Friday: Ball and Chain

This end-of-the-work-week observation is a little different. I’ve posted some not-jazz jazz for your listening pleasure. This piece called Ball and Chain is performed by a loosely joined group of people who worked on development of a subgenre of jazz during the 1990s. It’s called M-base — short for “macro-basic array of structured extemporization” — which relies on improvisation along with non-European elements as jazz does. But its artists’ deliberation in composition combined with a more contemporary flare set this style of music apart from other jazz.

Sample a couple more pieces with a little extra estrogen — Cassandra Wilson’s vocals in You Don’t Know What Love Is, and Geri Allen’s keyboarding here with Esperanza Spalding and Terri Lyne Carrington performing Unconditional Love at a recent Jazz in Marciac festival. Wilson and Allen have both been members of the M-base collective, along with Steve Coleman, Robin Eubanks, Graham Haynes, and Greg Osby. I recommend searching out each of those folks in YouTube to explore their continuation of M-base in their work.

That’s enough to get you through your Friday evening nightcap. You’ll probably need one after this stuff.

Volkswagen’s Dieselgate

Living in a Digital World

  • Twitter says it wasn’t hacked after millions of users’ account data appears online (Bloomberg) — Hey, listen up, boneheads complaining about your Twitter account being locked: 1) Change your password periodically (like every 12 weeks) and 2) DON’T USE THE SAME PASSWORD ON MORE THAN ONE ACCOUNT. Looks like some folks haven’t learned that once one account is breached, more are at risk if they use the same password or a previous iteration from another account. ~smh~ It would take very little to create a database of breached addresses from multiple platforms and compare them for same passwords. If, for example, [123456PW] is used on two known accounts, why wouldn’t a hacker try that same password on other accounts attached to the same email address?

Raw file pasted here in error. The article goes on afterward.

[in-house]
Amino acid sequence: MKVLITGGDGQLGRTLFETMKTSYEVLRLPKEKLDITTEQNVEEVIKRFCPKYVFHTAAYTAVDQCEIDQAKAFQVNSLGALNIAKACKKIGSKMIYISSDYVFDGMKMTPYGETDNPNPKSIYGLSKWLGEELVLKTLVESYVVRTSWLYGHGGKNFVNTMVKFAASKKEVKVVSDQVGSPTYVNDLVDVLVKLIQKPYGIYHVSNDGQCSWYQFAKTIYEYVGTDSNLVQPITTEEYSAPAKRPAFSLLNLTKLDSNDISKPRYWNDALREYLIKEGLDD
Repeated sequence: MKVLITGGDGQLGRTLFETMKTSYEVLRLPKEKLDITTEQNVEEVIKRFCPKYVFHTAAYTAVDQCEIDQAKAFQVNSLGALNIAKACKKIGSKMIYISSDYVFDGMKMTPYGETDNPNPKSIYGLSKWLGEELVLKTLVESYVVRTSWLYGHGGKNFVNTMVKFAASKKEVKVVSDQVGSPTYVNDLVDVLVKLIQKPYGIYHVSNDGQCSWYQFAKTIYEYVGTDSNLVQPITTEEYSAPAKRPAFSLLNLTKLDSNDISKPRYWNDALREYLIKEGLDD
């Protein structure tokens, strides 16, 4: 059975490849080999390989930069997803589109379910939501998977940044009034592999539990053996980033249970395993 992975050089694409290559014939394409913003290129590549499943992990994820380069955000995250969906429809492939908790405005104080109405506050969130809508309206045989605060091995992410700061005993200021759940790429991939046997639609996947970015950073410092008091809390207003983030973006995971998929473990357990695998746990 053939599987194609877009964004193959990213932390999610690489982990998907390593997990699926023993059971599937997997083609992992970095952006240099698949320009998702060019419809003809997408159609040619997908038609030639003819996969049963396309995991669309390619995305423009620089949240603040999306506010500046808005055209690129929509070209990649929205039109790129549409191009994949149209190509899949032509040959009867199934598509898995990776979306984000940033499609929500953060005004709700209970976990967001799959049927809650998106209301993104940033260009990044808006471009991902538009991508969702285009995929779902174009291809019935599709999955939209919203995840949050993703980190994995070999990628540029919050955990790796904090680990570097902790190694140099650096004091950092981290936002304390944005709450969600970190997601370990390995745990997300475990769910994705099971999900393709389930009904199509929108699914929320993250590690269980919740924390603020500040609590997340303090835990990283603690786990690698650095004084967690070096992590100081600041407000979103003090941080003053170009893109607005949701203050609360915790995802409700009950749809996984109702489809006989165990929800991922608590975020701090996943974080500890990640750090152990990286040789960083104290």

• Oklahoma state police bought debit card scanning devices (KGOU) — They’re not merely reading account data if they pull you over and take your card to scan for information. They may confiscate any funds attached to the card, too, under civil forfeiture. This is ripe for abuse and overreach, given poor past legal precedent. Why is a magnetic strip any different than your wallet?

Economics of a different kind